When I told friends that I was playing in a $2,500 buy-in poker tournament at Sky City casino last weekend, responses were divided into two distinct camps.

There was the "OMG what a waste of money" reaction, contrasted with a cheery "that's so awesome, how much will you get if you win?"

The answer was $132,000 and as I took my seat on day 1 of the New Zealand Poker Tour Main Event in Auckland, I dared to dream.

A deposit on a house? A nice long overseas holiday? Maybe a spa pool? Perhaps I could even tell the boss what he could do with his Sunday shifts.

I really felt like this was my time and great things were just around the corner.

Just under two hours later I was the second person eliminated from the three day tournament.

I was stunned, sad and frustrated by my bust-out hand, but I wouldn't have done anything differently.


Aussie poker player wins $111,600
Here is the short tale of my main event:
10.15am: I take my seat at table nine and find a NZPT gift bag waiting for me. It includes a cap, a NZPT schedule, two $10 casino chip vouchers and some other promotional pamphlets. Good solid start, already $20 up without playing a hand.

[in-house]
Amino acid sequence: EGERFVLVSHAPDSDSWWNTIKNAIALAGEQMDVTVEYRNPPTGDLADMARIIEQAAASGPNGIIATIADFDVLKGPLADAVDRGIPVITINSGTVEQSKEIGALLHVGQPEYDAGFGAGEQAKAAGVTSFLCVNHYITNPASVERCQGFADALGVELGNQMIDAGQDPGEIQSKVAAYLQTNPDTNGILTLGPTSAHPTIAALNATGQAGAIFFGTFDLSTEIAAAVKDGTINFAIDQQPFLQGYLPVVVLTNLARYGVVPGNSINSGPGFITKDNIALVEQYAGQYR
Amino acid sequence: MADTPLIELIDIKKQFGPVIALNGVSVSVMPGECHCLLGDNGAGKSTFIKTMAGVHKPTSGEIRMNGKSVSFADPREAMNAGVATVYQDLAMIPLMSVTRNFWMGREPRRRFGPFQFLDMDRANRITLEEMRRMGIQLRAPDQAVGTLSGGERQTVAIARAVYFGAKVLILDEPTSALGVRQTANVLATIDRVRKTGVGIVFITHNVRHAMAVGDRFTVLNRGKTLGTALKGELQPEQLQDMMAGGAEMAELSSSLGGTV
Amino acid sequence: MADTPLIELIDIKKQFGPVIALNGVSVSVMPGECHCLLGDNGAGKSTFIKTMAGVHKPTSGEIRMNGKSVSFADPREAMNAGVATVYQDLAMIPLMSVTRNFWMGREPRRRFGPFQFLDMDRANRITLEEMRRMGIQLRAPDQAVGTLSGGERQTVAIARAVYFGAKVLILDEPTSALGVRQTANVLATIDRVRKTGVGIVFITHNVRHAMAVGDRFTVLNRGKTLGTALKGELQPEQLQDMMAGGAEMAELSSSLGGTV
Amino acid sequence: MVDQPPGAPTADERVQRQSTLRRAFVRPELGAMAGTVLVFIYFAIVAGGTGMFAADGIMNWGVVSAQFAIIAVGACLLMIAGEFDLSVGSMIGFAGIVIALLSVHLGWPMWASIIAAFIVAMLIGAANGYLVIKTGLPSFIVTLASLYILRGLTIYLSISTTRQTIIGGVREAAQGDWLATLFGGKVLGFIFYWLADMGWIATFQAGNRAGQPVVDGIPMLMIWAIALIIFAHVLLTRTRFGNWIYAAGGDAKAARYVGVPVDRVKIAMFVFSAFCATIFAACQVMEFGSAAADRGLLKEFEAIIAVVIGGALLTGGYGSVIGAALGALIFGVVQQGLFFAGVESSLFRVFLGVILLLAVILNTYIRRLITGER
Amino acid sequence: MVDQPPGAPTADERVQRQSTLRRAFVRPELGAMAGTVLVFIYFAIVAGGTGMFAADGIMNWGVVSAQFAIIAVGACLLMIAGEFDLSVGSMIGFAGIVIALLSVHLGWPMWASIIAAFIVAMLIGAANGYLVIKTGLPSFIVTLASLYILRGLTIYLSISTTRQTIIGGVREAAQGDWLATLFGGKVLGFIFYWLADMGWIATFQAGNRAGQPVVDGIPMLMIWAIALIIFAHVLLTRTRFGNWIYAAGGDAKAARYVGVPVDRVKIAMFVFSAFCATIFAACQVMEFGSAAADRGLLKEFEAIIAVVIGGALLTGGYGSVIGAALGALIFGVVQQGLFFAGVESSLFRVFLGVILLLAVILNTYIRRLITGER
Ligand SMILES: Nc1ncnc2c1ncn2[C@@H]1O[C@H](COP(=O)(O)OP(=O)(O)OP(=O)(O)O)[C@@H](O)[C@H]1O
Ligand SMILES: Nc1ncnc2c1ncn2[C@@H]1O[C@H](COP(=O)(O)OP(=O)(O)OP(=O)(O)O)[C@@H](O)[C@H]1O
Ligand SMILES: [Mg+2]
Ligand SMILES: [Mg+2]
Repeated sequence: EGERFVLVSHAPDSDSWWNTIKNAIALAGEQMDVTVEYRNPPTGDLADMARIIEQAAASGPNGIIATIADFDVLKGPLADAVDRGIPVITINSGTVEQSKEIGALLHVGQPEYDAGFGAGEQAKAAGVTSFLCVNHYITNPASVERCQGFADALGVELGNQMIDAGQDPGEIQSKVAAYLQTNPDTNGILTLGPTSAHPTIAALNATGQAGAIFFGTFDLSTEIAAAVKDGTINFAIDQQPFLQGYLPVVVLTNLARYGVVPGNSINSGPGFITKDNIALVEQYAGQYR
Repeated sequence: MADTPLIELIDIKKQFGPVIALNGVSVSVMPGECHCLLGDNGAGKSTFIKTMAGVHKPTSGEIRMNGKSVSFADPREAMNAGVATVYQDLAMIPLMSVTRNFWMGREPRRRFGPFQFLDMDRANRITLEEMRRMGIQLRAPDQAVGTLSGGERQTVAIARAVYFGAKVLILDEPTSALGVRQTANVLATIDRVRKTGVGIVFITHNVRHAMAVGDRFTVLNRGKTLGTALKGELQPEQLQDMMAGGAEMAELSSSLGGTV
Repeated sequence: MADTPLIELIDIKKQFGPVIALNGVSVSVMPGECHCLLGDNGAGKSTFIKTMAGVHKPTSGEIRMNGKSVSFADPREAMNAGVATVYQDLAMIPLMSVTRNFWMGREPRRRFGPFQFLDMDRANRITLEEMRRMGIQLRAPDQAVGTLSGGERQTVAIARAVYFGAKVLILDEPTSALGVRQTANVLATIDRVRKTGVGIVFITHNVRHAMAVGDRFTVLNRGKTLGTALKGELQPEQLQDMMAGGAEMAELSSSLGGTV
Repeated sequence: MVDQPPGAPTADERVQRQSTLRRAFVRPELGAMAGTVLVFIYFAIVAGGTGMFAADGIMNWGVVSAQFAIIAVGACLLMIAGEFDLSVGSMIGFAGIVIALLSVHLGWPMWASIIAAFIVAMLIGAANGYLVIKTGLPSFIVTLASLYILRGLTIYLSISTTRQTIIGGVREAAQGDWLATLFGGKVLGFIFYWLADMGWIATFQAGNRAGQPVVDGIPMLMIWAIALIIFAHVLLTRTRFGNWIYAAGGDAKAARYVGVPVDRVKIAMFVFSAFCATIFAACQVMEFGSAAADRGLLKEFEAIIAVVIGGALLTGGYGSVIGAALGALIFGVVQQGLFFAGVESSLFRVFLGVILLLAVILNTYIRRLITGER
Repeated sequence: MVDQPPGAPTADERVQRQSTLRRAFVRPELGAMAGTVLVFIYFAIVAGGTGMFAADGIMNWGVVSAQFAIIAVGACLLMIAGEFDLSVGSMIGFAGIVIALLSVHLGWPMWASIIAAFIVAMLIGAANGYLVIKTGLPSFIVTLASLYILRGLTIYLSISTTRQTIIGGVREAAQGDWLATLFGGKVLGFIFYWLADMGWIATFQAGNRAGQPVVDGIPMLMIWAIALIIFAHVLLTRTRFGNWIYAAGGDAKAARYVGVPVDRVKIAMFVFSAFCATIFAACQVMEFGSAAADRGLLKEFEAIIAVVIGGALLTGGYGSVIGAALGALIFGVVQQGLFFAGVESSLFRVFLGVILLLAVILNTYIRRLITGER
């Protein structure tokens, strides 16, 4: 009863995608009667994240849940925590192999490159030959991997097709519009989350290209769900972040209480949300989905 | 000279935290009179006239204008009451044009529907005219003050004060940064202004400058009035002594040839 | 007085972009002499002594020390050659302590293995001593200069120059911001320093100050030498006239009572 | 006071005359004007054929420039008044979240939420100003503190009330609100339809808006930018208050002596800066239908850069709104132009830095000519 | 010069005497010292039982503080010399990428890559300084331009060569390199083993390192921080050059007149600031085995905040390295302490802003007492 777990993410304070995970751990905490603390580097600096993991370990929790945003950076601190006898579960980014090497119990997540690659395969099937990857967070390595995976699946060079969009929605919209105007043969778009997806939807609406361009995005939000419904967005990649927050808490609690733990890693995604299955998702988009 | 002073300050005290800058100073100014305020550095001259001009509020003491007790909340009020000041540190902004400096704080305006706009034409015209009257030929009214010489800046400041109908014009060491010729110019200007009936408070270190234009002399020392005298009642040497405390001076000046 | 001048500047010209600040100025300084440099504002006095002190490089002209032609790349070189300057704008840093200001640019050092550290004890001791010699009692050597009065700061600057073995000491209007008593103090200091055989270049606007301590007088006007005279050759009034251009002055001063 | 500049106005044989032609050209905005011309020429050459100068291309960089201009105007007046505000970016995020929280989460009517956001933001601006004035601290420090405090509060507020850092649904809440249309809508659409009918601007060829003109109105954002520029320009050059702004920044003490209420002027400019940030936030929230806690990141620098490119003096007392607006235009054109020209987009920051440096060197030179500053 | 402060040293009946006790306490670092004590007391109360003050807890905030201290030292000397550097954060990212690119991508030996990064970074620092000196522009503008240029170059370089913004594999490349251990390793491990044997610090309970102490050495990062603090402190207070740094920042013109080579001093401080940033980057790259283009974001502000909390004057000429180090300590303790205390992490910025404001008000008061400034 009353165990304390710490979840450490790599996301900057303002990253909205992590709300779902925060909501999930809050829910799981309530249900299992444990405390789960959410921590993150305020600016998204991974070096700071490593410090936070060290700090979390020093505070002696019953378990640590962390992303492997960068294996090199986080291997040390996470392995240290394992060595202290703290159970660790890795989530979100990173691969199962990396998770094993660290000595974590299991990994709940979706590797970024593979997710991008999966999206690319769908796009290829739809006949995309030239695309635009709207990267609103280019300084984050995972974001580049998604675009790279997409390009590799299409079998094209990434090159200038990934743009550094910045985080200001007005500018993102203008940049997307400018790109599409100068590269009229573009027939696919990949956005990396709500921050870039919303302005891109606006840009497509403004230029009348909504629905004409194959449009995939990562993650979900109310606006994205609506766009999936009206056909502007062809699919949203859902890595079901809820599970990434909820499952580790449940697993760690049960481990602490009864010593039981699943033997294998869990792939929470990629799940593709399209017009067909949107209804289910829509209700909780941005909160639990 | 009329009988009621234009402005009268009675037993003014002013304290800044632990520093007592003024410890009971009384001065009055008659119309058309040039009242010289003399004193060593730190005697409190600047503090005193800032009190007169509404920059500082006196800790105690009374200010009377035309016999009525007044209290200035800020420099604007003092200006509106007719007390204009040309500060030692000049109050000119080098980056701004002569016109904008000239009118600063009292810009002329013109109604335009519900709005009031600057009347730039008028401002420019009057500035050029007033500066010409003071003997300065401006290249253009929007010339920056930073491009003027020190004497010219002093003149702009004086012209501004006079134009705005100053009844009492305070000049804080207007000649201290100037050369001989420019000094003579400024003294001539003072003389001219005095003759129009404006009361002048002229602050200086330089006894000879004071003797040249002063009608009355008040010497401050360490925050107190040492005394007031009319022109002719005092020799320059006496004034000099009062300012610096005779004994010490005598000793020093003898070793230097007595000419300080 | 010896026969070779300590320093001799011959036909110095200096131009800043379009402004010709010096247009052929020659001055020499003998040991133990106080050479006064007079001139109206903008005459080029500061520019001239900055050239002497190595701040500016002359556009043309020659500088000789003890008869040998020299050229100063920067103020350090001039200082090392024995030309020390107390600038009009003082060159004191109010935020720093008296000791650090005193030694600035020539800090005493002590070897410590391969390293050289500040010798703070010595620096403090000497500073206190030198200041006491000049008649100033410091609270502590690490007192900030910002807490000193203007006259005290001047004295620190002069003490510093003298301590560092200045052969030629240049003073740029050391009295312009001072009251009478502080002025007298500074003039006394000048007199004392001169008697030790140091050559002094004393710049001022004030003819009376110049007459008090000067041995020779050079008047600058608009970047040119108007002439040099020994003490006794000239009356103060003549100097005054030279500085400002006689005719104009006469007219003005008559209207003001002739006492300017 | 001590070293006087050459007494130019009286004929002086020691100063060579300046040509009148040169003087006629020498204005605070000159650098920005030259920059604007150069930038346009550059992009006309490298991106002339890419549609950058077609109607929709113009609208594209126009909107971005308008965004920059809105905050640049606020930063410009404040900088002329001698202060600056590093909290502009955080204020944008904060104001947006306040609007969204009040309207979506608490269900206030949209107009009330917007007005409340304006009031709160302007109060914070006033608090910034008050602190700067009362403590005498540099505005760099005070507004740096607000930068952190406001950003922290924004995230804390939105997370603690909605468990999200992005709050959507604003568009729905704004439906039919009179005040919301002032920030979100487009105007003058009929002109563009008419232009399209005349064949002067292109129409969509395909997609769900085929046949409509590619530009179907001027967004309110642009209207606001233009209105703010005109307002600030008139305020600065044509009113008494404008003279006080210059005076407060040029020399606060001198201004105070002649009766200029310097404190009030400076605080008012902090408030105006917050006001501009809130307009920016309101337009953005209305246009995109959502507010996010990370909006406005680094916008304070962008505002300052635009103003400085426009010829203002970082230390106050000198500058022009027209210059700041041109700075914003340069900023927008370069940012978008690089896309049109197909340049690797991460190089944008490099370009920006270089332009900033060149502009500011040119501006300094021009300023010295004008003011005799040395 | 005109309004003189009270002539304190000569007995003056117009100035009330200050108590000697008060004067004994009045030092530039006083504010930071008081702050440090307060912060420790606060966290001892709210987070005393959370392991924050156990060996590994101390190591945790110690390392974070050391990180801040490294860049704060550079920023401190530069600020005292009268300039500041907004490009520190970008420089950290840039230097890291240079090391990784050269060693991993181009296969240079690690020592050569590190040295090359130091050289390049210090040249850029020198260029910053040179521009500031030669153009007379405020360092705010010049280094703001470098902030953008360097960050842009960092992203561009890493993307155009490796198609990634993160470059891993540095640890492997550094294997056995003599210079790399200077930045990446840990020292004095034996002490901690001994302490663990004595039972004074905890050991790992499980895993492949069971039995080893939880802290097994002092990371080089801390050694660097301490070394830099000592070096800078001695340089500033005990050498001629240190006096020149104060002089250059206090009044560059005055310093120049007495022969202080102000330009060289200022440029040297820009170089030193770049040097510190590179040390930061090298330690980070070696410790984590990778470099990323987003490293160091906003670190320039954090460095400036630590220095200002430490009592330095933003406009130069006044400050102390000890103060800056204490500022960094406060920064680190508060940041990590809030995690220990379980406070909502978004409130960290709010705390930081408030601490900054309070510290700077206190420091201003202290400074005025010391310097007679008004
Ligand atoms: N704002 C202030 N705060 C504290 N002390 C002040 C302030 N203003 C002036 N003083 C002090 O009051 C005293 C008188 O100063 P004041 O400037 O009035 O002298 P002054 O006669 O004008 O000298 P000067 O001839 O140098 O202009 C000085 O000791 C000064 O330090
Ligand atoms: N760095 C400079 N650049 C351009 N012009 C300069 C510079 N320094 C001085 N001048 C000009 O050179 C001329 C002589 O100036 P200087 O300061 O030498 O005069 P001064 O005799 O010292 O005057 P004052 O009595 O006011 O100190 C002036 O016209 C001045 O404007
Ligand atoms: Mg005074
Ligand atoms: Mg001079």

10.40am: I look down at two Aces and with blinds at 50/100 announce a raise to 300. Three people call and the flop comes down 4 K 9. 'Great flop' I think as I make a continuation bet* of 500. But to my shock I realize that I have instead bet with a 5000 chip, aka a quarter of my starting 20,000 stack. Oh boy. A few lads at the table ask if I'm an idiot or if I'm trying to get tricky. I declare that I am indeed an idiot. Slowly but surely they all fold, but I have no idea what I would have done if someone had raised. Poor start - must do better.